Charlize Theron brightens Cannes in show-stopping Dior gown

Charlize Theron brightens Cannes in show-stopping Dior gown
Charlize Theron arrives for the screening of "Mad Max: Fury Road" during the 68th annual Cannes Film Festival. (SEBASTIEN NOGIER / EPA)

Charlize Theron wore a strapless, bright yellow Dior gown to the Cannes' premiere of "Mad Max Futy Road" on Thursday. But what was remarkable was the long, long train. [Los Angeles Times]

See more photos of fashionable stars at Cannes here.

Former glitter queen Kesha is going for a more natural look these days. A year after she went into rehab for an eating disorder, "I'm trying to embrace the skin I'm in," she says in an interview on That means paying attention to nutrition, running on the beach, Transcendental Meditation and pared-down makeup (as seen in the photo to the left). As for glitter -- which she once used so extensively it irritated her skin -- she says, "I'm not done with it forever—there are still hints of glitter." [Vogue]

Since actress Reese Witherspoon launched her Draper James fashion and lifestyle brand May 5, the three dresses in the inaugural collection have sold out and some other items have been big sellers too. It helps that she's been wearing Draper James at some public appearances promoting "Hot Pursuit," her buddy film with Sophia Vergara. [WWD]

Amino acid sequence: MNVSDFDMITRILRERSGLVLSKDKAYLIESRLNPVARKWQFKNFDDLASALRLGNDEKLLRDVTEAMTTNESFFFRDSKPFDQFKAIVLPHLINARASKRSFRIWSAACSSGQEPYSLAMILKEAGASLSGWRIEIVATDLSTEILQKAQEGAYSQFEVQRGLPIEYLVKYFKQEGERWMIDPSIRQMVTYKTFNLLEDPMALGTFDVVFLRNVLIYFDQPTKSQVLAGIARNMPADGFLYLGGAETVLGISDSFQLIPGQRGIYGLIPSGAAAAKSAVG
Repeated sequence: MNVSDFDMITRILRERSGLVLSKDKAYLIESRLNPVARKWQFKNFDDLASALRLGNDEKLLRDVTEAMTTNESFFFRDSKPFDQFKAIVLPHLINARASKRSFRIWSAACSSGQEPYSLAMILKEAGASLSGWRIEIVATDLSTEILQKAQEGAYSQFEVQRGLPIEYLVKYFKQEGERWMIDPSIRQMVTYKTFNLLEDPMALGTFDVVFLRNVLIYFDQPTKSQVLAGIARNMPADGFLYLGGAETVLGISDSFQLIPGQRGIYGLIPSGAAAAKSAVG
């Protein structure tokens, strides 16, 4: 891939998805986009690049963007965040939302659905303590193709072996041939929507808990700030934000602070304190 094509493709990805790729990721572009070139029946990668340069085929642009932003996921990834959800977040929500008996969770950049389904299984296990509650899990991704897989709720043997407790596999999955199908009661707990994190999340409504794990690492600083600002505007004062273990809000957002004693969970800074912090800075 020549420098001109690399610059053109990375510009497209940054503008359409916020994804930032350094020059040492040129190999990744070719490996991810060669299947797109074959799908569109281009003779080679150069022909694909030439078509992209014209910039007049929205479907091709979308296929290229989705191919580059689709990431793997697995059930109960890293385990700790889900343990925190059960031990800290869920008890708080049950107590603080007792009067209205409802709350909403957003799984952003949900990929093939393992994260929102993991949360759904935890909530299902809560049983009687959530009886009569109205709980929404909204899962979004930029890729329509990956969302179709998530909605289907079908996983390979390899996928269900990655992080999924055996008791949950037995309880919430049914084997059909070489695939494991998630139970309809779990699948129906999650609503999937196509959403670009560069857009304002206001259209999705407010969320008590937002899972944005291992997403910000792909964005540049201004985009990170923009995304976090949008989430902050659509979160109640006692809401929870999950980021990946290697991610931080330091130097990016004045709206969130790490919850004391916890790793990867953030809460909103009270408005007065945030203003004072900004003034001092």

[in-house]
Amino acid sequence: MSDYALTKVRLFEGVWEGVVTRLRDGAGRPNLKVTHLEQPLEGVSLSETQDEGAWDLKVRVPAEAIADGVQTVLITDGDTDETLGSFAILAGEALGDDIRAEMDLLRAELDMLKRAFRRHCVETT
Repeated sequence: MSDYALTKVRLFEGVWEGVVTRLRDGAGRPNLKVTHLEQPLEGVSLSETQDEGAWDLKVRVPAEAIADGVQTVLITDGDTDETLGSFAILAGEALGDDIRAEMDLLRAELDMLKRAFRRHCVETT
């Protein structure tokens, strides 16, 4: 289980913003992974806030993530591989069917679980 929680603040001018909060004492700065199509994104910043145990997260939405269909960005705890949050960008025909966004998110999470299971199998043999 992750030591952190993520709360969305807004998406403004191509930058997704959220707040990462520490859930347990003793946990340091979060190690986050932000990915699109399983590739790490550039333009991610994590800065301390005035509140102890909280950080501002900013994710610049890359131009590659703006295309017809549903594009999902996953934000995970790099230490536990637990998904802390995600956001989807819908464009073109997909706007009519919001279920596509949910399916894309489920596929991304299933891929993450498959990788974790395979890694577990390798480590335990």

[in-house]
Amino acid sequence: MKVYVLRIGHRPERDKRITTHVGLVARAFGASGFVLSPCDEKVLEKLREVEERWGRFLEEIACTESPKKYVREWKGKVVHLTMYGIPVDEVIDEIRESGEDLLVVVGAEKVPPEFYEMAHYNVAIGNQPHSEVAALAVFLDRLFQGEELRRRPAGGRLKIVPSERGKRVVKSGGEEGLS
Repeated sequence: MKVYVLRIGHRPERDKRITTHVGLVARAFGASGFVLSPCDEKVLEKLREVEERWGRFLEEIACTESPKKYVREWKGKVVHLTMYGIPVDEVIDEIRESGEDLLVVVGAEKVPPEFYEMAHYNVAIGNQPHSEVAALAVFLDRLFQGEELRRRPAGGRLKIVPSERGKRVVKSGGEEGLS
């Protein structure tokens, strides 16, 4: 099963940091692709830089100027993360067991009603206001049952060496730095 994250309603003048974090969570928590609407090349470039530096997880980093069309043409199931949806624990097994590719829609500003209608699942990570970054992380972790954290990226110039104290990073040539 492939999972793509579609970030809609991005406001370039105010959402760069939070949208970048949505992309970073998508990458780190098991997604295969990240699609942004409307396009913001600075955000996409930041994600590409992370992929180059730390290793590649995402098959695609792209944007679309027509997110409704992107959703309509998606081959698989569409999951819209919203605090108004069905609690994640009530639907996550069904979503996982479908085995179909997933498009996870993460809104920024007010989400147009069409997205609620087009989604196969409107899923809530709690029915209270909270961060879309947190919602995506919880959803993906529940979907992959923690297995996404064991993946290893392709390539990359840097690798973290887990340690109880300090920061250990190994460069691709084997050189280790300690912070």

Meanwhile, Timothy Caulfield, a University of Alberta professor of law and public health, has a new book out taking issue with celebrity brands. In the book, titled "Is Gwyneth Paltrow Wrong About Everything?: How the Famous Sell Us Elixirs of Health, Beauty & Happiness," Caulfield argues that "not enough has been done to debunk celebrity messages and promises about health, diet, beauty, or the secret to happiness," says his publisher Beacon Press.  But Caulfeld doesn't really get it, writes Heather Havrilesky on the Cut blog. "The larger issue," she says, "is that we've become a nation of product pushers who treat ourselves and each other like brands instead of human beings." [The Cut]

Fast fashion retailer H&M is on a hiring spree, looking for thousands of people to staff 60 new stores it plans to open in the U.S. this year. [WWD]